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The New Zealand Railways Magazine, Volume 13, Issue 4 (July 1, 1938.)

Blouses And Lingerie

Blouses And Lingerie.

In preparation for brighter days, it is well to plan, and perhaps make, the blouses which we will wear when sweaters are discarded. Perhaps we have a dark winter costume which, with suitable blouses, will carry over into early spring. A formal suit calls either for soft lace (flesh, beige, dove or oyster) with perhaps a jabot finished with satin piping; or a tailored shirt, blouse of white tucked organdie, white crepe de chine or linen, or, more in tune with the young season, plaid surah or tie silk.

A delightful blouse for wear with a dark green jacket suit is of tartan in two shades of green and pink. There is a flat band for collar, and three flat bows down the front. Look out for novel fastenings with which to refurbish your cardigan jacket-perhaps you may spy leather buckles in an unusual shade such as wine. Plan a blouse to match your buckles and your suit will appear of the newest.

If you have a light-coloured spring suit, plan for it a plaid blouse or a deep-coloured shirt in a heavy crepe material. When choosing blouse designs, pay attention to the longer waistline.

The stitching of blouses will probably turn your thoughts to new lingerie. Step ahead of fashion by choosing crepe de chines or ninons in lime green, light strawberry pink, warm orange pale tawny gold, rust or brown. If you are dubious about too much colour, lime or strawberry pink is quite conservative.

The newest chiffons are spotted, so here again one can revel in colour. Close your eyes and think of peach and blue, peach and nigger, peach and cherry, lavender and purple, turquoise and brown.

Chiffons, of course, call for feminine styles, so, for nightgowns, we ruch our dainty material for a band round the top, or for a charming Peter Pan collar, or for bands down the side fronts of the bodice; we gather huge puff sleeves into a deep frill above the elbow; where a gown has shoulder ties, we add our enchanting sleeves by means of a tiny jacket with a wide frill of ruching round it. Bought models are ruched onto las-tex yarn which gives permanency.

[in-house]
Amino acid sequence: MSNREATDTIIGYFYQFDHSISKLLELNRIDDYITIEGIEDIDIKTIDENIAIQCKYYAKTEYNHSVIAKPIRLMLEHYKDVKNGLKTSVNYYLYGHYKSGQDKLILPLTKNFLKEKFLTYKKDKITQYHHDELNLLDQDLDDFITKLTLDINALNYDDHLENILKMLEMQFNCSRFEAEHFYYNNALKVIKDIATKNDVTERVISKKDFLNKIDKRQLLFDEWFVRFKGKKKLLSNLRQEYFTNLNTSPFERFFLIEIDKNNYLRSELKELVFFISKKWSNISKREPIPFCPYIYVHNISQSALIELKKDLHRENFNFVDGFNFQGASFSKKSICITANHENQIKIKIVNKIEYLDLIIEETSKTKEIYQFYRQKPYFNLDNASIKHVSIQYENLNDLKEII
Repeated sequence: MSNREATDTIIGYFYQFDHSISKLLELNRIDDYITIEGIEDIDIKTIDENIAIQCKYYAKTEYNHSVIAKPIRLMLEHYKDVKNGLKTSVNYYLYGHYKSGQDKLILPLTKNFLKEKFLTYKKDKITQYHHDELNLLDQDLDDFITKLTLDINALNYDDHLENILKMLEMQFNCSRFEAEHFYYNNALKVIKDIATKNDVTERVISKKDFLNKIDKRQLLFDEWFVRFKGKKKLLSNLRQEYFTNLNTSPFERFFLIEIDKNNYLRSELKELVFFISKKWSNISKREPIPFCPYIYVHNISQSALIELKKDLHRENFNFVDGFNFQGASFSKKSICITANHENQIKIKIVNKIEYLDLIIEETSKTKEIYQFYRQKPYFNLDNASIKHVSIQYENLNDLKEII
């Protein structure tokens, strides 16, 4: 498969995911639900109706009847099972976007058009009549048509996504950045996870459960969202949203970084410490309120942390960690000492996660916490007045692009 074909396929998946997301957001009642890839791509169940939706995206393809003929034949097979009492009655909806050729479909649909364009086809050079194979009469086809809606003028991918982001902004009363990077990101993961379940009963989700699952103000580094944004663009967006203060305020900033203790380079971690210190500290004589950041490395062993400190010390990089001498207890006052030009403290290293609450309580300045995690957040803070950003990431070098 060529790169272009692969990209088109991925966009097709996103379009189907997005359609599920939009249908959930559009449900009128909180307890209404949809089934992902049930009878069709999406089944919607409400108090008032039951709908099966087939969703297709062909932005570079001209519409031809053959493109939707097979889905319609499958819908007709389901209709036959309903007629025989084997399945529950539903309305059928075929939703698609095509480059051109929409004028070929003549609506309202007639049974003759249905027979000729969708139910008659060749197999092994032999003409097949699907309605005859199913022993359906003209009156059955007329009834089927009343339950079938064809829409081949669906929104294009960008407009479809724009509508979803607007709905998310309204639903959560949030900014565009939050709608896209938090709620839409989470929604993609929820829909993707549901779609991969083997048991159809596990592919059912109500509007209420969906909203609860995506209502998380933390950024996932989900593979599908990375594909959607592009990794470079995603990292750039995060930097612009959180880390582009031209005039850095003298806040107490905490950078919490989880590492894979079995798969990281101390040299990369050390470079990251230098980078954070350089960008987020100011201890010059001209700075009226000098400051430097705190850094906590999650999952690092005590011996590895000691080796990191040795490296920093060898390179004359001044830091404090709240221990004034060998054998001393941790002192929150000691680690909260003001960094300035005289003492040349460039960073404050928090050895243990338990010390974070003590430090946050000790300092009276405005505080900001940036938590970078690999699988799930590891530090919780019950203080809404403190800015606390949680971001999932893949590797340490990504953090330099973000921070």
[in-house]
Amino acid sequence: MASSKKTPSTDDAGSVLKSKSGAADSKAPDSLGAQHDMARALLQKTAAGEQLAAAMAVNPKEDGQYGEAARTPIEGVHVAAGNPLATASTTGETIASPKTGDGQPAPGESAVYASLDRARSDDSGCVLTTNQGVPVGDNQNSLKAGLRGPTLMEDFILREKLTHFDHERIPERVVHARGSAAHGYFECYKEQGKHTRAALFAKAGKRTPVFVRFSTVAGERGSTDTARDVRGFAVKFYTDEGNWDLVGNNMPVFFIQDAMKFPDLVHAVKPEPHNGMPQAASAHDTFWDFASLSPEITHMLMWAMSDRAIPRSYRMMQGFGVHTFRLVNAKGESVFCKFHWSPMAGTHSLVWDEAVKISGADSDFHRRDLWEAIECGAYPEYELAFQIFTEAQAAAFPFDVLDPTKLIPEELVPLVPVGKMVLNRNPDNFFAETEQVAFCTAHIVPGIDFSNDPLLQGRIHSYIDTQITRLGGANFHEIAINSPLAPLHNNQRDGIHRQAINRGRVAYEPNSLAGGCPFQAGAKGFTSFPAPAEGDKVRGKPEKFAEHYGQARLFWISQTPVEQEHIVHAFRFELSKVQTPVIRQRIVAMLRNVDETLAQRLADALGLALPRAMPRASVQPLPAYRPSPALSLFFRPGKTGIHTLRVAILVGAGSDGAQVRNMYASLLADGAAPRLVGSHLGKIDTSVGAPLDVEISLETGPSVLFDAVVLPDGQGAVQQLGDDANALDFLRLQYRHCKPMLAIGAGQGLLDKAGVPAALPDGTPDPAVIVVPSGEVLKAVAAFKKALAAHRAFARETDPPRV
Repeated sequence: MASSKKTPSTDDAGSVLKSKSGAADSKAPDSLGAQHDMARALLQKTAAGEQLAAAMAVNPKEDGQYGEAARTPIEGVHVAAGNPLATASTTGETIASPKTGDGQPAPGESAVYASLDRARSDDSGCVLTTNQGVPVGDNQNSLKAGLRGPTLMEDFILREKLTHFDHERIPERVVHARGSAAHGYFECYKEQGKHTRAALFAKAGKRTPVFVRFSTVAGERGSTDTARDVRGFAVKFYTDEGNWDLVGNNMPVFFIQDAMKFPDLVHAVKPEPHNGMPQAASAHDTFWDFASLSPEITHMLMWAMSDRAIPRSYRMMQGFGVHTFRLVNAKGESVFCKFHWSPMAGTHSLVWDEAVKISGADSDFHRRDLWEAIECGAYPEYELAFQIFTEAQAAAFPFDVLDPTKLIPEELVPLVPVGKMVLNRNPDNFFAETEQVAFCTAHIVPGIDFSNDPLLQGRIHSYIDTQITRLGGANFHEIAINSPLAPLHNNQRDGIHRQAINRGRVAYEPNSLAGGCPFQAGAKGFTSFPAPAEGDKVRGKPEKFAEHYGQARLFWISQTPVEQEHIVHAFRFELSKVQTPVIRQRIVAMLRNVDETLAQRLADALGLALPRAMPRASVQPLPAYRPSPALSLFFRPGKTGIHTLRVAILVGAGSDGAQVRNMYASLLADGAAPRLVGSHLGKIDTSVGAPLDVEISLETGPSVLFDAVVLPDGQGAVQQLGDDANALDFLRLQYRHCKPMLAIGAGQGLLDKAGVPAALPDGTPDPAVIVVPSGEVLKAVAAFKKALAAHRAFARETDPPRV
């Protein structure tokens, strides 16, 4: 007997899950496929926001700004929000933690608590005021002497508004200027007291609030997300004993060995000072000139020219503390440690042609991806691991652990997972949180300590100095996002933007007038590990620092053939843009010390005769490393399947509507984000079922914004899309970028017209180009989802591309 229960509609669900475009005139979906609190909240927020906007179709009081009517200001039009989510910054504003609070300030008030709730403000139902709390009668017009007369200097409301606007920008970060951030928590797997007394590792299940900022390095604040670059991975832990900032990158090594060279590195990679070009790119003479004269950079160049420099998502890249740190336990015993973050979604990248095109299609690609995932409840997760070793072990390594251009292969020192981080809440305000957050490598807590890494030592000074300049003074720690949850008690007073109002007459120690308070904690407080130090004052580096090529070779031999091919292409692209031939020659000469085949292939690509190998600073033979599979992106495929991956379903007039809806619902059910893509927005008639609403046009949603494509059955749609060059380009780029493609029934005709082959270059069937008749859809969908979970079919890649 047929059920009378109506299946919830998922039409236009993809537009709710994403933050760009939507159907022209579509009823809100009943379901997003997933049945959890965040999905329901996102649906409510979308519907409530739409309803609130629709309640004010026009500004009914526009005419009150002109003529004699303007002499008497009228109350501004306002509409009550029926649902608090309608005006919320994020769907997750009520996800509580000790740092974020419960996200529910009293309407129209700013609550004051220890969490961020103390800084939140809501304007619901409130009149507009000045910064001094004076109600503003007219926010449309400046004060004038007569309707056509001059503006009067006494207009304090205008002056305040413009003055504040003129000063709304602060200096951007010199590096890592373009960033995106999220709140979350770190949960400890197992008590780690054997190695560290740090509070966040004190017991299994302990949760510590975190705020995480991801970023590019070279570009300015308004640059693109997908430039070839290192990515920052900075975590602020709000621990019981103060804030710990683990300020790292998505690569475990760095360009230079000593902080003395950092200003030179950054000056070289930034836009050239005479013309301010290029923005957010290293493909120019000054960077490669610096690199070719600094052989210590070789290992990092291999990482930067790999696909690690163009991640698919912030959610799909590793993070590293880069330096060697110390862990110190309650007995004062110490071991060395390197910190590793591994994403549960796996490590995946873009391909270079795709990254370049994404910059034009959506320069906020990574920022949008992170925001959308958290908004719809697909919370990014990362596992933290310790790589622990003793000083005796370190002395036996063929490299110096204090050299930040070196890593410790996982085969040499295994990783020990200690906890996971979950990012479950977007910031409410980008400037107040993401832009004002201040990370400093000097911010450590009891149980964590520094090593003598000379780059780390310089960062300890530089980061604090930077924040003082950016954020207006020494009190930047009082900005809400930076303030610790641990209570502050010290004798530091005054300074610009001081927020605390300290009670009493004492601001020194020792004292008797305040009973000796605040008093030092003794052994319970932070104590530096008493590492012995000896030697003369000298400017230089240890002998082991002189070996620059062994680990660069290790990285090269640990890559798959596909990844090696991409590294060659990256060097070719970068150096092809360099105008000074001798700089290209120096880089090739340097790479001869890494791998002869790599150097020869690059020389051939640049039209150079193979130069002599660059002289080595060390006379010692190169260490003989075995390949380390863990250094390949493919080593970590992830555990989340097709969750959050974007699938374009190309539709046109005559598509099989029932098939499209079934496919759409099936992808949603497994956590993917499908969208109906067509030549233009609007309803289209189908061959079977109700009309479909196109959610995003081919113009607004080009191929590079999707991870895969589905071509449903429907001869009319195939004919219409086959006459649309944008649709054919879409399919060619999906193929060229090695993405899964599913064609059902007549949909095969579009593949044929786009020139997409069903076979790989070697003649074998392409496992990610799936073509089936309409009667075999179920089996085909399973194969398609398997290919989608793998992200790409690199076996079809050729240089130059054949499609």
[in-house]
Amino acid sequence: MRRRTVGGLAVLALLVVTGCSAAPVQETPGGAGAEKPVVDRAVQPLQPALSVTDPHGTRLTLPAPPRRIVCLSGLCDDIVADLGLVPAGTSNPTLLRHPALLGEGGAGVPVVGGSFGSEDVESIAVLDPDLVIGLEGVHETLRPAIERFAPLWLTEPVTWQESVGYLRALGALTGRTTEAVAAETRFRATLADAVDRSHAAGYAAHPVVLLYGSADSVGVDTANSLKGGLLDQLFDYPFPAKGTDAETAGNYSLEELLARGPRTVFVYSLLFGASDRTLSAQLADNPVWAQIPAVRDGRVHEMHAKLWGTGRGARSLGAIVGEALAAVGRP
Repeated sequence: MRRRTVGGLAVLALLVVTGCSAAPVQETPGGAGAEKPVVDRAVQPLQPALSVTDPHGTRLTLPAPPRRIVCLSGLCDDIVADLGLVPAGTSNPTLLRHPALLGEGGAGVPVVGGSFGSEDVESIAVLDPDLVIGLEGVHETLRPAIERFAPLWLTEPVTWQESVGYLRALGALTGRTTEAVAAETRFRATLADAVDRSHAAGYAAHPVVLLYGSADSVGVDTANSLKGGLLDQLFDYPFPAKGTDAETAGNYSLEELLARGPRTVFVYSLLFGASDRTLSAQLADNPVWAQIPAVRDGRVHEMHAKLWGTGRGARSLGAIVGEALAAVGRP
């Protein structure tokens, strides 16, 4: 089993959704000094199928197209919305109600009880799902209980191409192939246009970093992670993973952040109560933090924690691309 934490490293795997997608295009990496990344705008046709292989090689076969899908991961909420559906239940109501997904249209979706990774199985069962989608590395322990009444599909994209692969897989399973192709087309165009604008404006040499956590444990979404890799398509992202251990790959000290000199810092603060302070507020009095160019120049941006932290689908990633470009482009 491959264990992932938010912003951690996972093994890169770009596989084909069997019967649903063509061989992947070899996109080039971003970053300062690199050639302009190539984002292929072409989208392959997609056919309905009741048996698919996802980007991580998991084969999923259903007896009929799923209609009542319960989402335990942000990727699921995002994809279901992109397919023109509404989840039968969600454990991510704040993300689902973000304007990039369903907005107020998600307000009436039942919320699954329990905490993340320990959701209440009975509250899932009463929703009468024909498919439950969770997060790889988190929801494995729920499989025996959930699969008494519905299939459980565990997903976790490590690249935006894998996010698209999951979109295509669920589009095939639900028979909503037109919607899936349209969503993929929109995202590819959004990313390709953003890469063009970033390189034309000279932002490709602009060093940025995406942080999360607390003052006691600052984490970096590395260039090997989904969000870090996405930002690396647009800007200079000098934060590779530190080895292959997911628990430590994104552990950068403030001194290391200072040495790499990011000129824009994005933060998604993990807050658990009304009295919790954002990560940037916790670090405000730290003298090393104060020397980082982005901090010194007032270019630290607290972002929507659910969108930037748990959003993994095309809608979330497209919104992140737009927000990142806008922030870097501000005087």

Vests, pantees, camiknickers, slips, are dainty wisps of chiffon and lace; or for harder wear we choose crepe de chine or the ubiquitous “locknit” which nowadays combines with lace or satin, has silk or embroidered motifs, or is woven in a decorative stitch.

I have seen the most beautiful negligé, of baby-blue satin, with huge puff sleeves composed entirely of little frills. It was the essence of youth, but will probably be bought by an older woman with a longer purse.

When considering lingerie, one can't omit the breakfast gown. For the first warm days, plan one now of gaily printed cotton, perhaps with revers, or demure collar and zipping or buttoning down the front, perhaps with a three-colour waistband, but certainly with huge puffed sleeves and a billowing skirt. One charming model I saw had its collar, cuffs and slanting hip pockets trimmed with white clipped cotton fringe. It reminded me of the “candle-wick” bedspreads, with their delightful fluffy tufts, which have conquered the bedrooms of North America, and are now appealing to the housewives of the world.